Each state has its own, independent laws. Those laws exist because the legislature of that state felt the need to pass those laws, and they don’t really have any bearing on what other states do.
There are, however, exceptions. In particular, when federal law says so.
A prime example is cases where someone is convicted of something that impacts their gun rights. In such a case, one state has to consider just what happened in another.
Normally, this is pretty cut and dried. A felon in one state is a felon in another state, after all. But with things like domestic violence, it gets trickier. Now, such a case is headed to the highest state court in Illinois.
The Illinois Supreme Court is being asked to consider the laws of California and the U.S. Constitution in ruling on one man’s eligibility to be issued a Firearm Owners Identification card by Illinois State Police.
The high court heard oral arguments last week in Springfield in Thomas Brown v. the Illinois State Police, a case in which Brown is seeking to have his Firearm Owners Identification card rights restored so he can participate in target shooting, hunting and be able to defend himself, according to a court filing.
Brown was a cardholder for several years, most recently applying for and being granted renewal in 2013. But in 2016, he tried to buy a gun at a federal firearm licensee, leading Illinois State Police to conduct a background check. That unearthed a 2001 conviction in California on a “misdemeanor offense of inflicting corporal injury on a spouse” that he did not disclose on his application, according to a filing before the Supreme Court.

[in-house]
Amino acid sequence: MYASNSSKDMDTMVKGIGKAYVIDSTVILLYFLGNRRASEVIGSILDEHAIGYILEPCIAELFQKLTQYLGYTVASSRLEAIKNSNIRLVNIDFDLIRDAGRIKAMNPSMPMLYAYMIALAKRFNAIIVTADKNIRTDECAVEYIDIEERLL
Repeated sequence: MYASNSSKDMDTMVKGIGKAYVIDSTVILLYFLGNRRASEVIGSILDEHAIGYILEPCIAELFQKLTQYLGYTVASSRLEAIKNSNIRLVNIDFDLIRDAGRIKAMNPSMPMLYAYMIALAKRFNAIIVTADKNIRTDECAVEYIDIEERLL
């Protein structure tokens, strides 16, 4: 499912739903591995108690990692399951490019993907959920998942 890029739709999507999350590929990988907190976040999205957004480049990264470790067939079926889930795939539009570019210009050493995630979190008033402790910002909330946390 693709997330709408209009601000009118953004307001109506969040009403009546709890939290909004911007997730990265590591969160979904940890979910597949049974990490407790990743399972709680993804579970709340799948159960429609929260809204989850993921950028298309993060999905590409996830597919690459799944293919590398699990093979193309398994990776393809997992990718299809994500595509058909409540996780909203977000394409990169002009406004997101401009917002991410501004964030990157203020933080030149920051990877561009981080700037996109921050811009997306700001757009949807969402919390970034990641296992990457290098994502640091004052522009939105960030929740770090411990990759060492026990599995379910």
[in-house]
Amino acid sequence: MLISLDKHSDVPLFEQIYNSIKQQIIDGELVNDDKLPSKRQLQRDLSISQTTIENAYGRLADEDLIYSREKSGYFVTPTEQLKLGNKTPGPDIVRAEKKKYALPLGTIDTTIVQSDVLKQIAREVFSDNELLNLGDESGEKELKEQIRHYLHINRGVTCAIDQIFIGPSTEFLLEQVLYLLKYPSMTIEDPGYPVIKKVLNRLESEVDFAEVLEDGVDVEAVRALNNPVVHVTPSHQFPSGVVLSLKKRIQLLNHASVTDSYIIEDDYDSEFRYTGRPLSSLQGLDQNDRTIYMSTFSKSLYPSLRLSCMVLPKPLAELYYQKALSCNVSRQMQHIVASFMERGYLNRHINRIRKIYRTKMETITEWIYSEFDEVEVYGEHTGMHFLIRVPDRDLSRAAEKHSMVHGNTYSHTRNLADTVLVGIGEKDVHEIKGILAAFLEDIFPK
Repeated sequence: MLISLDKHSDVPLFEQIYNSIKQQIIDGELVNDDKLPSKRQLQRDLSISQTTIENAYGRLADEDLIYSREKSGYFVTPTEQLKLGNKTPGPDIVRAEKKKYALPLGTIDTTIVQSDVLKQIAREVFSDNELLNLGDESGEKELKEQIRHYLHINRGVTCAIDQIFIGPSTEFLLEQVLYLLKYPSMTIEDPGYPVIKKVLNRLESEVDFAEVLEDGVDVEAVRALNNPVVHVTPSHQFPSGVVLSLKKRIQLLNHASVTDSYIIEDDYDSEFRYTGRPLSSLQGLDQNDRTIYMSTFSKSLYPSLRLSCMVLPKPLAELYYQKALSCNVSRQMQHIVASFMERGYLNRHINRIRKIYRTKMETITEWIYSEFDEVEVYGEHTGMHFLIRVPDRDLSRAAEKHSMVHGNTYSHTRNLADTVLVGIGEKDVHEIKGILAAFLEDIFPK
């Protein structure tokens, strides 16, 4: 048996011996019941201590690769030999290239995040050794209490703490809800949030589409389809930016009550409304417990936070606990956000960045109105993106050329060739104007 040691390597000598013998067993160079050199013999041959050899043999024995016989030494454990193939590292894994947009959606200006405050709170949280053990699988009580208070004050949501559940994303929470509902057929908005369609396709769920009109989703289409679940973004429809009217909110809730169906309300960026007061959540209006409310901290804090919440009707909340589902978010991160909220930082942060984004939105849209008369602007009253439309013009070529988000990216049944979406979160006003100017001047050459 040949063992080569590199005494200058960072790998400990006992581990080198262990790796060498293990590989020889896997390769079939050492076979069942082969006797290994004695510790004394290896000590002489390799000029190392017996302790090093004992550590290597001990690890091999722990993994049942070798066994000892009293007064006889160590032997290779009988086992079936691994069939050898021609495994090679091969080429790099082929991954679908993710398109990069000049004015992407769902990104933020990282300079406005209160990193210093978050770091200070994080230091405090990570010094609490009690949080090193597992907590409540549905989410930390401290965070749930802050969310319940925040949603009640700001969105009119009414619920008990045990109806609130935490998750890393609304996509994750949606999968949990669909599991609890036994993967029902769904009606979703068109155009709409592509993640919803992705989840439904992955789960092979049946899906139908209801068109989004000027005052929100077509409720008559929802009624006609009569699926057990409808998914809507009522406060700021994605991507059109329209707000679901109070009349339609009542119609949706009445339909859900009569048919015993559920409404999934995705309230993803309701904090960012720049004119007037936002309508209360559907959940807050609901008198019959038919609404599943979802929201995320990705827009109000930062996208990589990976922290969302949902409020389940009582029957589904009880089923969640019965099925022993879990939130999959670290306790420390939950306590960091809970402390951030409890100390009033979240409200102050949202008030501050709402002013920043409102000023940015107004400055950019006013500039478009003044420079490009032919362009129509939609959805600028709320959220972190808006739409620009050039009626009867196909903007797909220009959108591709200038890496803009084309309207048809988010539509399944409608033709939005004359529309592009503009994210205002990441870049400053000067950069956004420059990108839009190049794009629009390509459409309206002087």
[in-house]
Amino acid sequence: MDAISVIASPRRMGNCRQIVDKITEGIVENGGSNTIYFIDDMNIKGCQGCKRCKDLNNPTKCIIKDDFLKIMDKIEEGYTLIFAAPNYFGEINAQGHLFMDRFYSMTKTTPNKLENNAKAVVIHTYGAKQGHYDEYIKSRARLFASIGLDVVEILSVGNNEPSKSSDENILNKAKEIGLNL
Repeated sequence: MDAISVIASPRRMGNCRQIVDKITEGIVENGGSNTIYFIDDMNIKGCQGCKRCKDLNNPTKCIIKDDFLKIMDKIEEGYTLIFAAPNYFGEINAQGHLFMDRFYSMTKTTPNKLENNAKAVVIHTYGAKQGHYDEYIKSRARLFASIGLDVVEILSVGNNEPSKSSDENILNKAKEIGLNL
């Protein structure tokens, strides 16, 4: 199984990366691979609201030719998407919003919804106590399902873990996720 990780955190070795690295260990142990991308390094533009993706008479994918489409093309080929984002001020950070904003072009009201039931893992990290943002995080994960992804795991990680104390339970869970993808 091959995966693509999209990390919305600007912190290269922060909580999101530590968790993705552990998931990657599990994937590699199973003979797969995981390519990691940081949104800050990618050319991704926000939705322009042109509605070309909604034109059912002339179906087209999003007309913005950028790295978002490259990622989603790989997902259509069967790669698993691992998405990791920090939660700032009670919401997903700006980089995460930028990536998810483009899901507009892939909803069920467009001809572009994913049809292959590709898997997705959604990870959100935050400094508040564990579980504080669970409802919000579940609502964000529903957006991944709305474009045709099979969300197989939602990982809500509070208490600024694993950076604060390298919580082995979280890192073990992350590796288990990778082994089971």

In that case, Brown and his then-wife had an argument in a parking lot, after which Brown picked her up, according to the court filing, and she ended up “crawling down his back” and sustaining “minor road rash” for which she did not seek medical attention.
Of course, a domestic violence conviction is a no-brainer. He can’t lawfully own a gun.
Except, it’s not that clear-cut.
See, Illinois state law argues that someone can if their rights have been restored by the jurisdiction in which they were convicted. In this case, we’re talking about California.
California state law only forbids gun ownership for a period of 10 years after a conviction, a rare case when California makes more sense than a lot of the rest of the country on a gun issue. After all, if they’ve been clear for a decade, the chances are good the “domestic violence” was an isolated incident or something that got out of hand just one time. It’s not a pattern of behavior.
Brown’s attorneys argue that this amounts to a restoration of his rights under the laws of California and that the state of Illinois should respect that.
Now, I’ve heard some attorneys make some reaches in the past, but I don’t think this is one of them. They’re essentially arguing that California has a blanket restoration of rights for people who have a misdemeanor conviction of domestic violence. It won’t show up in an individual’s record because it’s enshrined in state law.
As such, Illinois should have to consider that and issue Brown his FOID card and get out of his way if he wants to purchase a firearm.
Will the courts rule as such? I’d like to think so. It seems pretty cut and dried to me, but this is Illinois. I don’t trust the state supreme court to be that rational about it.
For Brown’s sake, I hope so. One mistake ages ago shouldn’t condemn a man to eternal punishment via the laws of man.